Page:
How sustainable is your sustainability?
Charlie Munger, the legendary Vice Chairman of Berkshire Hathaway has famously said – show me the incentive and I’ll show you the outcome.
When it comes to sustainability efforts by companies, many believe they ought to be doing the “right thing” irrespective of whether it translates into economic savings or advantages of other kinds. While this is an ideal outlook to have, we need to realize that this approach will always be linked to the profitability of a firm. The moment profitability is in jeopardy, sustainably takes a back seat. A stark example is the apparent pause on sustainability efforts in the EU, in the face of the Russia-Ukraine crisis. In other words, without the right incentives, sustainability efforts may turn out to be unsustainable. We may need to look beyond moral imperatives and find real economic benefits to make sustainability truly sustainable.
The best opportunities are the ones where a transition to sustainability reduces the cost of doing business. For example, roof-top solar now offers a payback period of as little as three years. Companies that add roof-top solar to their energy mix are likely to experience a reduction in energy costs. While the impact may not be very large in most cases, it is a good example of a situation where doing the right thing is also economically beneficial. Similarly, efforts spent on waste minimization are naturally good for business as well.
Another source of value comes from risk reduction. For a business with considerable freshwater needs, it makes eminent sense to ensure water neutrality or even water positivity in its region. At the very least, not doing so jeopardizes its own capital investments in plants and equipment, not to mention risks the disruption of the entire business. If you are a cement manufacturer, a water crisis in your operating region is an enormous risk, and worth mitigating.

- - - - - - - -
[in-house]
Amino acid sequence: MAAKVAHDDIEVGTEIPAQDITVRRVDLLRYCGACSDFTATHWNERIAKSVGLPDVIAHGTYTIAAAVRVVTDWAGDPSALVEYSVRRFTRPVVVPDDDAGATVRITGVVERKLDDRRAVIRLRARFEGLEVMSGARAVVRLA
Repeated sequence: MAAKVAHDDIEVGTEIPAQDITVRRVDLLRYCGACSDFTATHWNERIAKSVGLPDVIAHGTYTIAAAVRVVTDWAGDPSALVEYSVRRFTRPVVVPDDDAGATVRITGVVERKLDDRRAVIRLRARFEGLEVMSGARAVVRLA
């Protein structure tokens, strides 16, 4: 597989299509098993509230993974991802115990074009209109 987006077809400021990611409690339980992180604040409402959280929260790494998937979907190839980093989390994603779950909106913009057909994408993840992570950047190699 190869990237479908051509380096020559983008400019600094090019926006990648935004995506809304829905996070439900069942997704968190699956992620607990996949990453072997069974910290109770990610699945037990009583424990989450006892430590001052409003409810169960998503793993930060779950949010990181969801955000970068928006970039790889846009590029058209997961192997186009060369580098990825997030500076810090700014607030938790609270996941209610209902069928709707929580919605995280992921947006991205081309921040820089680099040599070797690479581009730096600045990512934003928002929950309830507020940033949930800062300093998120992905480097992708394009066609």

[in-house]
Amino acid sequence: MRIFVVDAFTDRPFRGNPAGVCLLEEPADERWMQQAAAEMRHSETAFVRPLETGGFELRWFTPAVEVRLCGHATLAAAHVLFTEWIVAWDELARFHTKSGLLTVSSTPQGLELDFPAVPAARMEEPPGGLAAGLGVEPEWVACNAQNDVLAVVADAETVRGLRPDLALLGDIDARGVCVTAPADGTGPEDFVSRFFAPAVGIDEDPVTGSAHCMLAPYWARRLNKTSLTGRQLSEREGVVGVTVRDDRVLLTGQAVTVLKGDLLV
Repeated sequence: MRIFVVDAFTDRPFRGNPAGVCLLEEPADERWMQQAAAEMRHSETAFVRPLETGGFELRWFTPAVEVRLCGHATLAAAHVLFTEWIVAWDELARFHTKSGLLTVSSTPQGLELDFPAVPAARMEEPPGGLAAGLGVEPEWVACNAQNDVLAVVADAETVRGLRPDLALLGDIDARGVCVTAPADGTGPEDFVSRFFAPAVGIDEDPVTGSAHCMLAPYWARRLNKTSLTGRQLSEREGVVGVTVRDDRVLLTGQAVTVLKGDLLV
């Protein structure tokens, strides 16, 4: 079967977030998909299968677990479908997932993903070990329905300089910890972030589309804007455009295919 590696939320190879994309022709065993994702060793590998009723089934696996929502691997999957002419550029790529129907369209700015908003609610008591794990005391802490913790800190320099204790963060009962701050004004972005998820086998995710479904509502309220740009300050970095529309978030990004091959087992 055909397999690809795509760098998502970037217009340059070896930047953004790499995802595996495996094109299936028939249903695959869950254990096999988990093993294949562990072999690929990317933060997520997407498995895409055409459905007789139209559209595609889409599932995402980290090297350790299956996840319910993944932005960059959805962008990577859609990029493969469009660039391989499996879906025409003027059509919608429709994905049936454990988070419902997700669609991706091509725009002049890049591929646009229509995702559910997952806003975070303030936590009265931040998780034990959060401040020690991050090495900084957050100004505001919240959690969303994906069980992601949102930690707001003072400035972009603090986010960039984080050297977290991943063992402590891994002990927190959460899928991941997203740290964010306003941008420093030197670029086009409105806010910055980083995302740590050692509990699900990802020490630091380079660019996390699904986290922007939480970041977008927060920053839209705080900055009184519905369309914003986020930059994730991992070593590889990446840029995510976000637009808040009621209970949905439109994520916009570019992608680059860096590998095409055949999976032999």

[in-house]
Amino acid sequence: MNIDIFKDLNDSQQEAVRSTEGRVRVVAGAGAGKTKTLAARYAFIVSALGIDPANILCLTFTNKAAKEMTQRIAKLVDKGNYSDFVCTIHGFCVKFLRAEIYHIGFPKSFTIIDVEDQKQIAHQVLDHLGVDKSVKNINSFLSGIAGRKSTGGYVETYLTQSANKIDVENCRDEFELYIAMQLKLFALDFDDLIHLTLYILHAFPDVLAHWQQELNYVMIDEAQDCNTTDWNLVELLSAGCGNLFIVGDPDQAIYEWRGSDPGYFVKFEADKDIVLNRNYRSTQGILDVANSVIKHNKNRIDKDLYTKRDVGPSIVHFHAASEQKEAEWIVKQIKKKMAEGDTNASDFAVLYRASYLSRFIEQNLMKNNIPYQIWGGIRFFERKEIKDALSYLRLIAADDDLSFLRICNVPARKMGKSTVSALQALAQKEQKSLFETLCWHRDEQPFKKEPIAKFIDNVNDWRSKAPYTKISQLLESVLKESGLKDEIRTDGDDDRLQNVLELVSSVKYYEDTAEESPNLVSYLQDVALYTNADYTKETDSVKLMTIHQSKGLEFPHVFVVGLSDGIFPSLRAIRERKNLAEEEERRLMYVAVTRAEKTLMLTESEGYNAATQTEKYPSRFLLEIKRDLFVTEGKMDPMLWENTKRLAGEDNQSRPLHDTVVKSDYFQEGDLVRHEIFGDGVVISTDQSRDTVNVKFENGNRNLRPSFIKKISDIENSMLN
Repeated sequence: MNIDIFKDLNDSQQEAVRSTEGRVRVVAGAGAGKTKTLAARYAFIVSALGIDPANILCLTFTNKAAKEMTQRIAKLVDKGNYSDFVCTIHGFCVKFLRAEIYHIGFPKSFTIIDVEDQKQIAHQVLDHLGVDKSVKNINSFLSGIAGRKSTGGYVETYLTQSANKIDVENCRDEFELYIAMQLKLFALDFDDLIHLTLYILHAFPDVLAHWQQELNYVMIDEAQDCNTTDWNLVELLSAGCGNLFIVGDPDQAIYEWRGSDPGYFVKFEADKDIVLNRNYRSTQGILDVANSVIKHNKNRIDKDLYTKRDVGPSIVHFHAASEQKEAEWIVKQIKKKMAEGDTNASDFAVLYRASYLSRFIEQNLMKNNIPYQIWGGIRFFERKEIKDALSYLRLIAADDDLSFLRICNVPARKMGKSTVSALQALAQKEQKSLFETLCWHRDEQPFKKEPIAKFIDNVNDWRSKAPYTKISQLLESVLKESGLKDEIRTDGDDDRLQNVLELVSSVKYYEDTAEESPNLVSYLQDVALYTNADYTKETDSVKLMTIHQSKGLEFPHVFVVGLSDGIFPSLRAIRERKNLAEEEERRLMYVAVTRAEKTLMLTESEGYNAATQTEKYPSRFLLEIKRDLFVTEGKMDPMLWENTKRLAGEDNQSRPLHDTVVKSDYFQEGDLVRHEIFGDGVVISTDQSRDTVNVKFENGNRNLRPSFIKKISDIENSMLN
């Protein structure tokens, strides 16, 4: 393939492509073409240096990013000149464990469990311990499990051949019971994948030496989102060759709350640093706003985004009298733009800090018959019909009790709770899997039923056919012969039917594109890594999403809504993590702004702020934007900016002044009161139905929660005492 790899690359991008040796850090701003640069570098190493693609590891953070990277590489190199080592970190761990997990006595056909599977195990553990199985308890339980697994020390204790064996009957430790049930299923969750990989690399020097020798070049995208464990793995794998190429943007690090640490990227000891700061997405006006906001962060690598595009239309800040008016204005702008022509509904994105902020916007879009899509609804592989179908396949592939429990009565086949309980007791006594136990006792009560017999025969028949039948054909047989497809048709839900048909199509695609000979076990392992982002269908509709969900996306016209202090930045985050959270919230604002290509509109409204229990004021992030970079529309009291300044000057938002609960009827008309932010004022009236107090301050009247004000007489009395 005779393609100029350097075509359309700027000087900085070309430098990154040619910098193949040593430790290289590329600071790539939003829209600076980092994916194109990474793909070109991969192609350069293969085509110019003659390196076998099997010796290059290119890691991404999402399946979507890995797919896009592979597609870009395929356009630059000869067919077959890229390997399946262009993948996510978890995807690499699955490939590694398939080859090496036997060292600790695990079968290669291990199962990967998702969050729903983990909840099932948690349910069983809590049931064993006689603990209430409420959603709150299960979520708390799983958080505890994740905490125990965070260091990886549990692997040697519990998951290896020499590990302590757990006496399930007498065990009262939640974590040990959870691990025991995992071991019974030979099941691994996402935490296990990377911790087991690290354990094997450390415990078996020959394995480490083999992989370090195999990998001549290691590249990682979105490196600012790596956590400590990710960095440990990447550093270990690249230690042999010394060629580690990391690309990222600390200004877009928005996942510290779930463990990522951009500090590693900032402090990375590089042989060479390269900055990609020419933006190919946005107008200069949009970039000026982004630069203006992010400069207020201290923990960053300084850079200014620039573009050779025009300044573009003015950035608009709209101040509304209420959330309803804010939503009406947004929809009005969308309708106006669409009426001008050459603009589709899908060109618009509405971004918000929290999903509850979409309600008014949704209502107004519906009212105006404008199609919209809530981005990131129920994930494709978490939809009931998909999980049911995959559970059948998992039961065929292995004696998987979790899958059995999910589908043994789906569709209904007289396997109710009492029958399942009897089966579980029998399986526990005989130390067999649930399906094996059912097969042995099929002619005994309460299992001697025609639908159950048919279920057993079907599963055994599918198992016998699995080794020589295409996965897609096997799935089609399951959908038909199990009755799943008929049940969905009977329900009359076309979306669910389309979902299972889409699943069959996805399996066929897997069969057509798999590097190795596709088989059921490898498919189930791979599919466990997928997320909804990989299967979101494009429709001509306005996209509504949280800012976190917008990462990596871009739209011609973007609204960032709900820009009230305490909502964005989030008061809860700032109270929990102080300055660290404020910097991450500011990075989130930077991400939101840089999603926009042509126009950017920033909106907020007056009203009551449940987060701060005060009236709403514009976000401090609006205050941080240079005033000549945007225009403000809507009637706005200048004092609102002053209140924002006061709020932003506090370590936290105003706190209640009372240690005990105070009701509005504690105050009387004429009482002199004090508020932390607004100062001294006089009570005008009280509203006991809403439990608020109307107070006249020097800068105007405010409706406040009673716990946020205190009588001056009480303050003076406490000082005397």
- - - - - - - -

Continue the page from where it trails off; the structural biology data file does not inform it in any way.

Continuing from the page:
Another potential advantage could be on the revenue front. With consumer preferences shifting to sustainable consumption, the ability to offer sustainable products at reasonable prices can be a major competitive advantage. It is important to note, though, that sustainable products that cost a bomb are not likely to offer a big advantage. Hence there is a need for innovation to keep prices low while ensuring sustainability.
That still leaves several categories of actions where pursuing sustainability would be an economic negative for a business. There are almost always situations where the product or activity has negative externalities. Here the price is not paid by the producer or the consumer but by society at large. In these situations, businesses behaving responsibly face a non-level playing field. Doing the right thing may actually lead to higher costs, reducing profitability. Companies are not rewarded for their actions but are rather penalized by competition.
Here it is important for regulators to step in and force producers to pay for the externalities, levelling the playing field. This has been the case in mining for decades, where companies must provide for mining site clean-up at the end of the project. More of this needs to happen. Once the cost of externalities is forced onto producers, many more sustainability efforts become economically sensible.
As ESG investors, we need to think carefully about these incentives. On the one hand, we must push our companies to look for cost reductions, risk reductions, and business growth opportunities arising for sustainability. On the other hand, we must engage with regulators to ensure that negative externalities are correctly priced and charged to producers and consumers. This would create the right incentives for businesses to clean up their acts.
If we fail to find ways to make sustainability sustainable, we risk completely abandoning these efforts in the face of the smallest economic or geopolitical hardships.
This article first appeared in The Times of India on the 27th of August, 2022. It is co-authored by Parijat Garg and Dhruv Maniyar